Lintec reported that 13.7 percent of all samples it tested exceed at least one parameter requirement in 2003. This represents a 4.5 percent increase in off-spec results over 2002. And Lintec believes that deteriorating marine fuel quality is a long-term global trend.
In the latest issue of its Testing Times newsletter, Lintec says: "Marine fuel quality is likely to decrease further in years to come. The oil producers will find better and more efficient refining techniques to help
them maximise output of white products and this will leave an ever deteriorating residual stream of fuel products for the shipping industry."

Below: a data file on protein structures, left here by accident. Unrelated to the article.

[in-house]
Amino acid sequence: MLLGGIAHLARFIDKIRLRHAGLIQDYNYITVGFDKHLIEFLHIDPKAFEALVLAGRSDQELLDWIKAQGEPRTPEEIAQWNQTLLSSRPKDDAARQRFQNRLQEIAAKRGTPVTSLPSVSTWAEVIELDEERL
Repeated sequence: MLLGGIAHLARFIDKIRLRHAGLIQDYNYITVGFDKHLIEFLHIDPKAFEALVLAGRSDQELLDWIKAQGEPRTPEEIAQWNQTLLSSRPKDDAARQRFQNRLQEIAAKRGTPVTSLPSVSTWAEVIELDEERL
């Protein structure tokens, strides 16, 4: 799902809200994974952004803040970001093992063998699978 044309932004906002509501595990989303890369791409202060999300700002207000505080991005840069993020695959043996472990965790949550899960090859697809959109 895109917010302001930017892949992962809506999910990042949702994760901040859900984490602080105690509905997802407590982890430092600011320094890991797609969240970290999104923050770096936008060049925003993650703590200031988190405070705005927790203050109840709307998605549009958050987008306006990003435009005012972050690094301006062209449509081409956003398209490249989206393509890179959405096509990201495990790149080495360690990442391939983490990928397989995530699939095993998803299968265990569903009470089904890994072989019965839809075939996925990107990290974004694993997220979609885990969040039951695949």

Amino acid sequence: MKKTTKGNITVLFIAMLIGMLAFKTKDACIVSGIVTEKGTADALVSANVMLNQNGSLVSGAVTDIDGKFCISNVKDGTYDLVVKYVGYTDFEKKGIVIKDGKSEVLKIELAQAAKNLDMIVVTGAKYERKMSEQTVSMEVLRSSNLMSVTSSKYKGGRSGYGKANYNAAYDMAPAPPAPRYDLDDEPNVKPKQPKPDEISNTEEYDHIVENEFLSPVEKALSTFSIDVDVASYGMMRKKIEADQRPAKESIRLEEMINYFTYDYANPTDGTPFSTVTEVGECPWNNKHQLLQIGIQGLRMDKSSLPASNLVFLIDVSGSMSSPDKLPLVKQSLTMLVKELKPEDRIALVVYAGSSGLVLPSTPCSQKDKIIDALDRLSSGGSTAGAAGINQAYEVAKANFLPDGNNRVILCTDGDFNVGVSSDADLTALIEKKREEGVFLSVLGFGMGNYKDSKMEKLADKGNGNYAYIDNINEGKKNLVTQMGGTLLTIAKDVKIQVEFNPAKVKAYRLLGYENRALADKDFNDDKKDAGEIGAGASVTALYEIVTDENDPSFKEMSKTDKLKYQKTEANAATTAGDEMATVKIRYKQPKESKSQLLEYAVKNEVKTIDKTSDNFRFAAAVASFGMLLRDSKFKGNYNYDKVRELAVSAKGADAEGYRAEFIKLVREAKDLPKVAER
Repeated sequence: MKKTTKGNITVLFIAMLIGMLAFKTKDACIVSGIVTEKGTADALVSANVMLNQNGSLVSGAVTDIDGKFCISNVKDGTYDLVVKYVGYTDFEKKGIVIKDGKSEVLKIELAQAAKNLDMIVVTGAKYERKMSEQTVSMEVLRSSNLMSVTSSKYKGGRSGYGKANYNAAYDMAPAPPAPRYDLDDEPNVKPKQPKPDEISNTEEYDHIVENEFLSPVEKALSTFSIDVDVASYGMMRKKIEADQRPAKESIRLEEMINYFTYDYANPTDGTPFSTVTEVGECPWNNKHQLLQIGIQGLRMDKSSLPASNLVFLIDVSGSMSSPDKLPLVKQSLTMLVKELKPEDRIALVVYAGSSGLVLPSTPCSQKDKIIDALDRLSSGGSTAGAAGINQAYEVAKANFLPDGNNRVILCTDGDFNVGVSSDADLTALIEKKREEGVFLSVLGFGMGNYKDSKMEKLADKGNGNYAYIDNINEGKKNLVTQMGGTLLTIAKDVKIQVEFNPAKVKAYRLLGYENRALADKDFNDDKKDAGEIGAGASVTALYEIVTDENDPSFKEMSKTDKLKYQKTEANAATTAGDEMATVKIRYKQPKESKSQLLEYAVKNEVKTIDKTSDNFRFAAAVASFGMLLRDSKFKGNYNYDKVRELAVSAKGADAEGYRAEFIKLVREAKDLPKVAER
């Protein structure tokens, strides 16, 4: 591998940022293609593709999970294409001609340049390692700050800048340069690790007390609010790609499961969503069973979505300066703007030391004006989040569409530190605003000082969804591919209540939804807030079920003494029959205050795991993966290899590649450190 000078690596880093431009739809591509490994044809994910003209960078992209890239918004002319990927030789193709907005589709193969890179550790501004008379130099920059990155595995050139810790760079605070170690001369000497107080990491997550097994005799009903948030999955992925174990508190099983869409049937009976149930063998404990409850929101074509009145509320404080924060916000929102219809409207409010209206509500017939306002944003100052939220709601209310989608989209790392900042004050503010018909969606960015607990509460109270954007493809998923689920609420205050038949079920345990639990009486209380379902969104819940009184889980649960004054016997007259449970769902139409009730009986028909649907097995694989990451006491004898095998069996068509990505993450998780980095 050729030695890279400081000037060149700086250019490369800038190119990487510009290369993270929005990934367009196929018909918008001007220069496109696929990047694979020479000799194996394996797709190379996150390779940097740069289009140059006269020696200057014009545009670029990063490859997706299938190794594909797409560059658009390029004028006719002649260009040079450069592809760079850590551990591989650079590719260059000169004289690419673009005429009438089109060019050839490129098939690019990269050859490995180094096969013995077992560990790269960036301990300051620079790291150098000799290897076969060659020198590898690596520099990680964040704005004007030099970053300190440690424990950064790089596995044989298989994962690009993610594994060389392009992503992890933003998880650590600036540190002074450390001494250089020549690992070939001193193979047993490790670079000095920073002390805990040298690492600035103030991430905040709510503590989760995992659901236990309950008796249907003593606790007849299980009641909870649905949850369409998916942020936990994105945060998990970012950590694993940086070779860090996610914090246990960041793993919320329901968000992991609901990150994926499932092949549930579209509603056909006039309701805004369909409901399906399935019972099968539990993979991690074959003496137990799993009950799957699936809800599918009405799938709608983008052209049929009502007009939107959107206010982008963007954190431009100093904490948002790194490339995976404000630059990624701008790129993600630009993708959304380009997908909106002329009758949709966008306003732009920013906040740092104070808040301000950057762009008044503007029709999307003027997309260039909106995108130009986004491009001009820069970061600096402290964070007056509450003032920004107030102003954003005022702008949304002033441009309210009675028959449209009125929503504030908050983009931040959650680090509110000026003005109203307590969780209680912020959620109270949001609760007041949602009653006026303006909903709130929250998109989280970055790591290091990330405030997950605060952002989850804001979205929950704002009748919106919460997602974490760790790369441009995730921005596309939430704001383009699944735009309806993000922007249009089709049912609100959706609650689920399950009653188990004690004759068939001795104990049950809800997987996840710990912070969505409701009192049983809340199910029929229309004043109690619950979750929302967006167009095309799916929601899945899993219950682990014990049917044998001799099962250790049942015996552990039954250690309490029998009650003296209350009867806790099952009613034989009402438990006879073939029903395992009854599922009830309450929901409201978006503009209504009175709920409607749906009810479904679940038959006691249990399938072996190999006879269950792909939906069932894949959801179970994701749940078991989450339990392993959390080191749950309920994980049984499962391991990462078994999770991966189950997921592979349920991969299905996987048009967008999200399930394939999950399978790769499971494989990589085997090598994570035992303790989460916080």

However, Lintec also makes clear that an off-spec result does not necessarily mean there is a critical problem.
Detailing its analysis, Lintec says only 3 per cent of its test results in 2003 represented a problem that could potentially cause significant operational difficulties.
Also in Testing Times, Lintec says that standards such as Singapore's CP60 and CP77 should be welcomed by the shipping industries.
According to John Dixon, Lintec's managing director: "Minimum standards, implemented by recognized authorities, focus suppliers on providing good quality fuel. They also help to determine accountability in the event of a problem."
During 2003 Lintec saw a 25 percent growth, both in terms of the number of tests and in the number of ships the samples came from.